29 June

On this day in 1949, a year after assuming power in South Africa, the Nationalist Party introduced apartheid with the passage of the Prohibition of Mixed Marriages Act. The Group Areas Act, determining where people can live according to their race, was passed the following year.

June 29, 2009 · 1 min read

On the same day in 1986, Zulu Chief Gatsha Buthelezi denounced a US bill proposing sanctions against the apartheid regime. His words, asserting that blacks ‘want more jobs, not less jobs. They want more investment, not less investment’, were seized upon by US president Ronald Reagan, who urged western governments to ‘resist this emotional clamour for punitive sanctions’. In Britain, Margaret Thatcher lined up alongside Buthelezi and Reagan, and against the ‘terrorist’ Nelson Mandela and the African National Congress.


Morality tales

From cowardly men to wayward wives, pre-modern superstitions transmitted social norms as well as scares, writes Eleanor Janega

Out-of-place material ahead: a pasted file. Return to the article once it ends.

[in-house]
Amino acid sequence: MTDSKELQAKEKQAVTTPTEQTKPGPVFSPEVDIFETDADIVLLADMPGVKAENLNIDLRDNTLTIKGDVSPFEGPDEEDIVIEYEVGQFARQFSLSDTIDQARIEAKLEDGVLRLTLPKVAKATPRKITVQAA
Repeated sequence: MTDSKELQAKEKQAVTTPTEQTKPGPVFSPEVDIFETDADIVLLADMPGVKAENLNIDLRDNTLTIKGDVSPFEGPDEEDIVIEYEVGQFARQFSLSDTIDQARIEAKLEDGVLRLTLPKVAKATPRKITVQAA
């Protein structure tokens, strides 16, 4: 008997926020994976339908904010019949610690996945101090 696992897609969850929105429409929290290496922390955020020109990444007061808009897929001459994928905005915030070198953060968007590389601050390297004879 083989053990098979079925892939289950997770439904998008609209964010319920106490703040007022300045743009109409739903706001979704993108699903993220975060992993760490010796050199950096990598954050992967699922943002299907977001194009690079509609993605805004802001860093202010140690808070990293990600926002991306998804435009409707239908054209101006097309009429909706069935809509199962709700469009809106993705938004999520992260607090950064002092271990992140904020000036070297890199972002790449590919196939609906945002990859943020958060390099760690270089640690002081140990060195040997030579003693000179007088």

Playing on the dark side: An interview with Dawn Ray’d

Gerry Hart speaks to Simon Barr of Dawn Ray'd about black metal, its relationship with the far right and its radical potential

The global spectres of ‘Asian horror’

Bliss Cua Lim looks at how the female ghost subgenre illuminates efforts to globalise ‘Asian horror’


Rudolf Rocker: an anarchist ‘rabbi’ in London

David J. Lobina rediscovers a forgotten but fascinating figure in London’s radical and Jewish history

Review – Falling Down: The Conservative Party and the Decline of Tory Britain by Phil Burton-Cartledge

Sabrina Huck argues that a generational shift away from the Conservative Party can’t be taken for granted

The driver of dispossession

Tina Ngata explains the social and legal legacies of a 15th-century Christian principle that paved the way for imperial violence in, and far beyond, New Zealand

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